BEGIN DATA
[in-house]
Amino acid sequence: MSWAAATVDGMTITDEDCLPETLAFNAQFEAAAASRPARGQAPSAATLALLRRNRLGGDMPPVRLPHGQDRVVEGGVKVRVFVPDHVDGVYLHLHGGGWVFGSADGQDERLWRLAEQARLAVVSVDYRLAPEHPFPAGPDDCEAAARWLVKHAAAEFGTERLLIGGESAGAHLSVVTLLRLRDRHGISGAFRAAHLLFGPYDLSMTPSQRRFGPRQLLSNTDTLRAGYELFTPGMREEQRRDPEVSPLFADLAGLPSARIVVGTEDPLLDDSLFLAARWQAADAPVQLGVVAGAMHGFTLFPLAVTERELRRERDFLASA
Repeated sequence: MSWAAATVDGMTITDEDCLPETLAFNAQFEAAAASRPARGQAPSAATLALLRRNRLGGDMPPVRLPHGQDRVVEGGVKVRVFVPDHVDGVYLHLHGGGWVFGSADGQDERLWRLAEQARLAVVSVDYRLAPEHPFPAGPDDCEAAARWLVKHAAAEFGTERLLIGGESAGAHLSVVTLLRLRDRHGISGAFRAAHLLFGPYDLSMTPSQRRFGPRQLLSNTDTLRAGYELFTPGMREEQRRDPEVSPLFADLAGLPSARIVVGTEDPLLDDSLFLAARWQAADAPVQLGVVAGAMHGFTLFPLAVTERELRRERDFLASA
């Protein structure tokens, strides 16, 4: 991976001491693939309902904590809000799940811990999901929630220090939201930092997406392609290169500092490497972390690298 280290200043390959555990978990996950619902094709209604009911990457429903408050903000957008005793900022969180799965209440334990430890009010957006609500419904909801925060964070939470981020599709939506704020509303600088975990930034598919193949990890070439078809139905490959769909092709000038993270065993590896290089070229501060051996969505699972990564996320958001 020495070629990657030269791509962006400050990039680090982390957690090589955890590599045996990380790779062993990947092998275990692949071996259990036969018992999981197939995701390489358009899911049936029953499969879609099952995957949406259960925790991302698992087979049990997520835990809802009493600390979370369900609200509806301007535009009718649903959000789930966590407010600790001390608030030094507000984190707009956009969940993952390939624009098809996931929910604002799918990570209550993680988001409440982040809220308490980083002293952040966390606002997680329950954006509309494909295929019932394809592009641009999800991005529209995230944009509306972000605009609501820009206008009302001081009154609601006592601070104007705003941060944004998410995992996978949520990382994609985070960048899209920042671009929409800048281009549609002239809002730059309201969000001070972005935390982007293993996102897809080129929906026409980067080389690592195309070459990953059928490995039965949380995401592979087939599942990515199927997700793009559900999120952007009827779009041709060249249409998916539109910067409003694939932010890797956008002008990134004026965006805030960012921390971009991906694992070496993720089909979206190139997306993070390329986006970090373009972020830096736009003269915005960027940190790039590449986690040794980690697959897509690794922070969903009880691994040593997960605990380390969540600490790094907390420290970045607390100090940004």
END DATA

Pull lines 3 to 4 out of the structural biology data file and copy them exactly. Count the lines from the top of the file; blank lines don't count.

Repeated sequence: MSWAAATVDGMTITDEDCLPETLAFNAQFEAAAASRPARGQAPSAATLALLRRNRLGGDMPPVRLPHGQDRVVEGGVKVRVFVPDHVDGVYLHLHGGGWVFGSADGQDERLWRLAEQARLAVVSVDYRLAPEHPFPAGPDDCEAAARWLVKHAAAEFGTERLLIGGESAGAHLSVVTLLRLRDRHGISGAFRAAHLLFGPYDLSMTPSQRRFGPRQLLSNTDTLRAGYELFTPGMREEQRRDPEVSPLFADLAGLPSARIVVGTEDPLLDDSLFLAARWQAADAPVQLGVVAGAMHGFTLFPLAVTERELRRERDFLASA
């Protein structure tokens, strides 16, 4: 991976001491693939309902904590809000799940811990999901929630220090939201930092997406392609290169500092490497972390690298 280290200043390959555990978990996950619902094709209604009911990457429903408050903000957008005793900022969180799965209440334990430890009010957006609500419904909801925060964070939470981020599709939506704020509303600088975990930034598919193949990890070439078809139905490959769909092709000038993270065993590896290089070229501060051996969505699972990564996320958001 020495070629990657030269791509962006400050990039680090982390957690090589955890590599045996990380790779062993990947092998275990692949071996259990036969018992999981197939995701390489358009899911049936029953499969879609099952995957949406259960925790991302698992087979049990997520835990809802009493600390979370369900609200509806301007535009009718649903959000789930966590407010600790001390608030030094507000984190707009956009969940993952390939624009098809996931929910604002799918990570209550993680988001409440982040809220308490980083002293952040966390606002997680329950954006509309494909295929019932394809592009641009999800991005529209995230944009509306972000605009609501820009206008009302001081009154609601006592601070104007705003941060944004998410995992996978949520990382994609985070960048899209920042671009929409800048281009549609002239809002730059309201969000001070972005935390982007293993996102897809080129929906026409980067080389690592195309070459990953059928490995039965949380995401592979087939599942990515199927997700793009559900999120952007009827779009041709060249249409998916539109910067409003694939932010890797956008002008990134004026965006805030960012921390971009991906694992070496993720089909979206190139997306993070390329986006970090373009972020830096736009003269915005960027940190790039590449986690040794980690697959897509690794922070969903009880691994040593997960605990380390969540600490790094907390420290970045607390100090940004």